4 - RESPECT FOR THE KITCHEN CHAIN OF COMMAND: Kitchens function well when there is a mutual respect for the chain of command and the role that every person plays in how the kitchen operates. This chain of command, first developed by Escoffier, delineates responsibility and accountability and as such is important for efficient operation. You don’t need to like the person who holds a position, but you do need to respect the role that this position plays in daily operations.
5 - CRACKING EGGS VS. POURING THEM FROM A CONTAINE: It may be silly to point to this, but there is a level of respect for the role of the chicken when a cook actually cracks an egg. There is recognized convenience associated with buying cracked and whipped eggs in quart containers (open and pour), but something is lost in the process (not to mention the ascorbic acid that is added to try and keep the eggs fresh and of the right color).
6 - MAKING DRESSINGS FROM SCRATCH: There is an assumption that most customers have when they invest their hard earned dollars in a restaurant meal. One assumption is that everything is made from scratch. Maybe this is naïve, but simple processes like making your own salad dressings is not that difficult and they help to maintain uniqueness about your operation.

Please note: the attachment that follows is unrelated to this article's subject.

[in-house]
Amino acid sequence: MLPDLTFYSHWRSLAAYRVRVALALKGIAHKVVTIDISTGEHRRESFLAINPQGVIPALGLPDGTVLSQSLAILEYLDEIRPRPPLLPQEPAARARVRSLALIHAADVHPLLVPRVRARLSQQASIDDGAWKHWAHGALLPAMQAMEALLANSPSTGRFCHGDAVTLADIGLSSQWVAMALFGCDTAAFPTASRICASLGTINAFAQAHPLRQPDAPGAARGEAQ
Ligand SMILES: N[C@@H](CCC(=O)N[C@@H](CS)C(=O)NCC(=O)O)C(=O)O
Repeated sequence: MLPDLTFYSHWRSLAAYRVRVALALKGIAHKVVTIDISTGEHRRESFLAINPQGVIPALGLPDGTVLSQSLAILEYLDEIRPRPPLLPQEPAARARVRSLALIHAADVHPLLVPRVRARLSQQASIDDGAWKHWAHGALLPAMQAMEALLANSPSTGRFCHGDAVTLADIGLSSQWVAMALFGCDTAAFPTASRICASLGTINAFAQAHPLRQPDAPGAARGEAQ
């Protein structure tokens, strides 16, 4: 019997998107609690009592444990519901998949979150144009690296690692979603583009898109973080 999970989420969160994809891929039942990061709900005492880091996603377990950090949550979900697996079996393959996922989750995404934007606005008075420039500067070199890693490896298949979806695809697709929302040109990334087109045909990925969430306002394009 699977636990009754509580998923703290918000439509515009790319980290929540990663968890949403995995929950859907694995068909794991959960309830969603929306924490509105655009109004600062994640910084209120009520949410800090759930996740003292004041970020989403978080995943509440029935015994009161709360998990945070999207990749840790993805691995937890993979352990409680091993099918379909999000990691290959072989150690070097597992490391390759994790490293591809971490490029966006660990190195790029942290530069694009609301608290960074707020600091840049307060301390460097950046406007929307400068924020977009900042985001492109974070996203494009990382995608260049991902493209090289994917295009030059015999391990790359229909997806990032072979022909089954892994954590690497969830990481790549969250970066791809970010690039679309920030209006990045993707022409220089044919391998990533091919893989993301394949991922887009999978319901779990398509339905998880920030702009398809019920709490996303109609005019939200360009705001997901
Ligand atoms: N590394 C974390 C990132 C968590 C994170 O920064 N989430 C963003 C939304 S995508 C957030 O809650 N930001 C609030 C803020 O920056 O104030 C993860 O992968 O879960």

7 - MAKING IN-HOUSE ICE CREAM: There are plenty of quality ice cream products on the market, but making your own demonstrates a desire to make this restaurant staple unique and special. Modern equipment makes the process incredibly easy, so there is literally no excuse. This is how it once was! I remember during my apprenticeship working with a pastry chef who had me poach and peel fresh peaches in season for an unbelievable Georgia Peach Ice Cream. Once you have developed this skill and the palate for home made, there is no turning back.
8 - BAKING FRESH BREAD: To me, this is the first indication of a great meal to come. Great bread, not just good bread, is the price of admission for a truly exceptional food experience (regardless of price point). Bringing back this tradition in restaurants is one of the most valuable things that a chef can do. Yes, it takes skill, space, good equipment, and time, but this tradition can and does separate average restaurants from exceptional ones. A tradition that once was the standard.